Mobs torched Muslim-owned businesses in a central Sri Lanka district on Wednesday as hundreds of police and troops struggled to restore order after days of rioting.
The soldiers poured into Kandy to reinforce police but arson attacks persisted even though the government has imposed a nationwide state of emergency and suspended the internet locally to quell attacks by mobs from the majority Sinhalese community.
Prime Minister Ranil Wickremesinghe said several arson attacks were reported from Kandy on Wednesday, and internet access curbed to prevent the spread of hate speech.
"We have temporarily blocked several social media websites to prevent them from being used to instigate violence," Wickremesinghe said in a statement.
He said a "hand bomb" carried by a member of a mob had exploded at the Kandy suburb of Ambatenna, but did not give further details. Police said there had been several casualties.
President Maithripala Sirisena on Wednesday toured Kandy, where rioters defied curfews and clashed with police who used tear gas to disperse them.
"I have ordered that the full force of the law be used against trouble makers," Sirisena said.
Schools were shut across Kandy, a hill resort famed for its tea plantations and Buddhist relics.
A curfew was extended until Thursday evening in the troubled district popular with tourists, officials said.
Telecommunication providers were instructed to block Facebook nationwide and suspend internet services in the area after police warned that rioters were using social media to urge violence against Muslims.
At least three police officers were wounded overnight at Menikhinna in the district of Kandy, which has been a focus of the new trouble, said police spokesman Ruwan Gunasekera.
- Travel warning -
Foreign governments issued travel warnings after Sri Lankan authorities granted sweeping powers to police and troops to arrest and detain suspects.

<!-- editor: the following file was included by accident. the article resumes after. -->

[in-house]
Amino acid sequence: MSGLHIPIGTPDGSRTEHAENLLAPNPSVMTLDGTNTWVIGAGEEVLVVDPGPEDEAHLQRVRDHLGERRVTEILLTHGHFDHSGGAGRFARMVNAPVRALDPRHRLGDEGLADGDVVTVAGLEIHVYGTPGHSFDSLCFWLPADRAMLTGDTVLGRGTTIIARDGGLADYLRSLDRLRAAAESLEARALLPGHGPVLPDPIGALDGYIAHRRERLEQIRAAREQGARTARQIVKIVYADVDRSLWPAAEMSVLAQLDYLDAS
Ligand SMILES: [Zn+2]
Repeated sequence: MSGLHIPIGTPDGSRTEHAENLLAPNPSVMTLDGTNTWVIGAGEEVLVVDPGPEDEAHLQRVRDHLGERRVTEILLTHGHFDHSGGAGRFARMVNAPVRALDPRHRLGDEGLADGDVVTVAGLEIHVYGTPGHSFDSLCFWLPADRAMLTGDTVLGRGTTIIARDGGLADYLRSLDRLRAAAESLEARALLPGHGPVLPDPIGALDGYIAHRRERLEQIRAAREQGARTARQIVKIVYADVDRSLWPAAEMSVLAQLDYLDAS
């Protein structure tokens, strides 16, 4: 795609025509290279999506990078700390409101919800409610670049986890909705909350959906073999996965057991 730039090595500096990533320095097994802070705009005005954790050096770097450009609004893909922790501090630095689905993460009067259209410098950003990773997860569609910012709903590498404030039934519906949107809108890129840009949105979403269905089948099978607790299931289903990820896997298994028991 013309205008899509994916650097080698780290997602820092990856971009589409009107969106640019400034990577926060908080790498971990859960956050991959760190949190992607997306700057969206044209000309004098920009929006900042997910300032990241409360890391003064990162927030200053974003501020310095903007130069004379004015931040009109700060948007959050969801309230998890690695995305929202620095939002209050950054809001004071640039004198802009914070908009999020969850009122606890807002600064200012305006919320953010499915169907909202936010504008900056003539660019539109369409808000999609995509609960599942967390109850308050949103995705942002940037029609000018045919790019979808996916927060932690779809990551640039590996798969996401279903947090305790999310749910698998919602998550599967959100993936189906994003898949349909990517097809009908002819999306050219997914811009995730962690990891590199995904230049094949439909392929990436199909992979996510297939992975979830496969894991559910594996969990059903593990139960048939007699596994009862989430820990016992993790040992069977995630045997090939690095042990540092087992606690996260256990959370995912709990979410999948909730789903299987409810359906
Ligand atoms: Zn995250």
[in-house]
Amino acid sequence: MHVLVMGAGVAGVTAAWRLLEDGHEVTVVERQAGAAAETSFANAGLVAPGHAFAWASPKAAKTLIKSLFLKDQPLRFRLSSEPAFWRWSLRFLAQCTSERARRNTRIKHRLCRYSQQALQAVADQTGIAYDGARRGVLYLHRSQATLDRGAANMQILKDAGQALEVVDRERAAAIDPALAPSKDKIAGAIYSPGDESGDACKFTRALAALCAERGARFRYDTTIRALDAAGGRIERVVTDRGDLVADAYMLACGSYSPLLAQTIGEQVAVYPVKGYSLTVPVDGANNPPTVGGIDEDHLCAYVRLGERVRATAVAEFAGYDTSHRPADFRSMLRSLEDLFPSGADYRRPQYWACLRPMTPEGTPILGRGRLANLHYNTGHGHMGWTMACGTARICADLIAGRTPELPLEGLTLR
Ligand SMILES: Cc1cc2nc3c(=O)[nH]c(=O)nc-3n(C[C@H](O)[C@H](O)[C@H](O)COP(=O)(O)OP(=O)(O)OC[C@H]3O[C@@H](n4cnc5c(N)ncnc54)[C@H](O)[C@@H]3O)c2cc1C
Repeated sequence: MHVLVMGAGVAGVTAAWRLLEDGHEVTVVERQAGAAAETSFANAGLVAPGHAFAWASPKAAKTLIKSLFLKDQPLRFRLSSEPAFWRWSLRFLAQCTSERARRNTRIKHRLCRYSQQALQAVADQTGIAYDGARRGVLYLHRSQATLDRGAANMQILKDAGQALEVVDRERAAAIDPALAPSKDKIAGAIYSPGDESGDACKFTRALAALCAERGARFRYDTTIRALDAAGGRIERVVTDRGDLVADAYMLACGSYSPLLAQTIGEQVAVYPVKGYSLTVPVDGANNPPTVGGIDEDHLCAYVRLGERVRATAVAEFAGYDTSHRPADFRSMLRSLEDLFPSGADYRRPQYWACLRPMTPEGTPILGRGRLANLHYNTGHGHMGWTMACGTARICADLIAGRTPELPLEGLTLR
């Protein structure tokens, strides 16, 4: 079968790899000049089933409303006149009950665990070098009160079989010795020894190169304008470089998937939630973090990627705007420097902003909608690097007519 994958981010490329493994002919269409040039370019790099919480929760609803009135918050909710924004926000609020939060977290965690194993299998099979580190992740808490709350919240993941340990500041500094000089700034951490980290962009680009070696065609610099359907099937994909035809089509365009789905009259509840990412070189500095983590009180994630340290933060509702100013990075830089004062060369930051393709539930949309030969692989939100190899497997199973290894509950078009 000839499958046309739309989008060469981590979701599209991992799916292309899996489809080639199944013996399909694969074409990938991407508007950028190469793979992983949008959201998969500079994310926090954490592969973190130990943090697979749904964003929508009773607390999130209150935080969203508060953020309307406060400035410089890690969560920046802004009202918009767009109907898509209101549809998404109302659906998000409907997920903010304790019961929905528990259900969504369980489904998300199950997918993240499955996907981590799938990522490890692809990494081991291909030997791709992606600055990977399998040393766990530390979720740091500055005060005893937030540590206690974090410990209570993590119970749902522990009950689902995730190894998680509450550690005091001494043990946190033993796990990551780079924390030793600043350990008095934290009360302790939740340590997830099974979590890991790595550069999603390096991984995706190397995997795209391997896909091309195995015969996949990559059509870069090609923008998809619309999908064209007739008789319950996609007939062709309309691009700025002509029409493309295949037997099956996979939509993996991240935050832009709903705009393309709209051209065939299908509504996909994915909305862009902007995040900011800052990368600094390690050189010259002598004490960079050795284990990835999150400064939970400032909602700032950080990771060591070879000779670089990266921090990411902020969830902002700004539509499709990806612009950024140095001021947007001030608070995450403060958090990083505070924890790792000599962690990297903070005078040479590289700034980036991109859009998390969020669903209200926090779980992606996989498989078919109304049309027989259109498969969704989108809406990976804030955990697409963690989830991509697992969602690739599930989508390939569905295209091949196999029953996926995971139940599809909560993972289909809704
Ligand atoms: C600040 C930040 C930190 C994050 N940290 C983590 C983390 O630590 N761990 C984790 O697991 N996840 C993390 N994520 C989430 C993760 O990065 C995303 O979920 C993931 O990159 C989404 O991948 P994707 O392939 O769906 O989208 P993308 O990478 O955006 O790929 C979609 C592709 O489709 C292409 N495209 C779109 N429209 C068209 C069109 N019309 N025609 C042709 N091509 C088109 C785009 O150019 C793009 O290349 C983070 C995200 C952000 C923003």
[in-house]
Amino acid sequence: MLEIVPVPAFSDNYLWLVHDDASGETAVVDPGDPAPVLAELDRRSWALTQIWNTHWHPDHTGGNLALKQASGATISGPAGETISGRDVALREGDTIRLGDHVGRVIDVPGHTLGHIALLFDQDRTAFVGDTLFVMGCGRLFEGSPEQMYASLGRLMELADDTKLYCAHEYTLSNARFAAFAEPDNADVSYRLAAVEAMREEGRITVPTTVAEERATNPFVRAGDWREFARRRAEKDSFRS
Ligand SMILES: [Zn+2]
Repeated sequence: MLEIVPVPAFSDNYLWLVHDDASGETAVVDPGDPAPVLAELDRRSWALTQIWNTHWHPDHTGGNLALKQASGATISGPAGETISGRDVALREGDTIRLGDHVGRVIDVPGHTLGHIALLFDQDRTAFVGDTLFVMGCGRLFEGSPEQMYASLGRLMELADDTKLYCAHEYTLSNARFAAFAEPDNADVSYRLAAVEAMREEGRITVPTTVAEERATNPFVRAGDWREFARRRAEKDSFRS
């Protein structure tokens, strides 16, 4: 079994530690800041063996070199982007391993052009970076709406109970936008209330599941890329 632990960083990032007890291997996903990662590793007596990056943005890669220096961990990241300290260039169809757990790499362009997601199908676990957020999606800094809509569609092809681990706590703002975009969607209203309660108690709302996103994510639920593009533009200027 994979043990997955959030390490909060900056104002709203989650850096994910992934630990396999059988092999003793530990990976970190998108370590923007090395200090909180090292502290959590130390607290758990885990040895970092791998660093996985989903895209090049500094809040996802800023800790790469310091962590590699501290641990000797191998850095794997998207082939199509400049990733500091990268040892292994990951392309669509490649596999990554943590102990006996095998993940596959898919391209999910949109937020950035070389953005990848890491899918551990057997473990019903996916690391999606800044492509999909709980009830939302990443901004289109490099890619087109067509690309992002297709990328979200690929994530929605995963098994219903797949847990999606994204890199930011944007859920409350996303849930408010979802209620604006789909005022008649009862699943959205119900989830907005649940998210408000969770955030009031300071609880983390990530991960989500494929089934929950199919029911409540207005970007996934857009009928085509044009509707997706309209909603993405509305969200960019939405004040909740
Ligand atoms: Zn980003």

"The state of emergency may include curfews in specific locations," the UK government said on its website.
"You should exercise caution, avoid protests and rallies and comply with local security requirements."
The U.S. State Department said further violence was possible and advised visitors to monitor local media for updates.
The United Nations condemned the violence and urged Colombo "to ensure that appropriate measures are swiftly taken to restore normalcy in affected areas".
More than 150 homes, shops and vehicles belonging to Muslims were set ablaze by mobs of Sinhalese rioters Monday and Tuesday.
The violence began after a man from the mainly Buddhist Sinhalese majority died at the hands of a Muslim mob last week.
The trouble escalated when a Muslim man was found dead in a burned building on Tuesday.
The Sinhalese are the majority ethnic group in Sri Lanka, making up 75 percent of its 21 million people. Muslims make up 10 percent.
There was no immediate estimate of the damage from Wednesday's arson attacks.
Parliament Tuesday issued an apology to the Muslim minority for the violence.
City planning minister Rauff Hakeem described the riots as a "monumental security lapse" and recommended disciplinary action against those responsible.
But the trouble in Kandy is just the latest violence targeting Muslims in the Indian Ocean island.
Mobs set fire to Muslim-owned businesses and attacked a mosque in the east of the country last week after a Muslim chef was accused of adding contraceptives to food sold to Sinhalese customers.
Last November riots in the south of the island left one man dead and homes and vehicles damaged.
In June 2014 riots between Buddhists and Muslims left four dead and many injured. That bout of violence was instigated by a Buddhist extremist group whose leaders are on trial, accused of fostering religious conflict.
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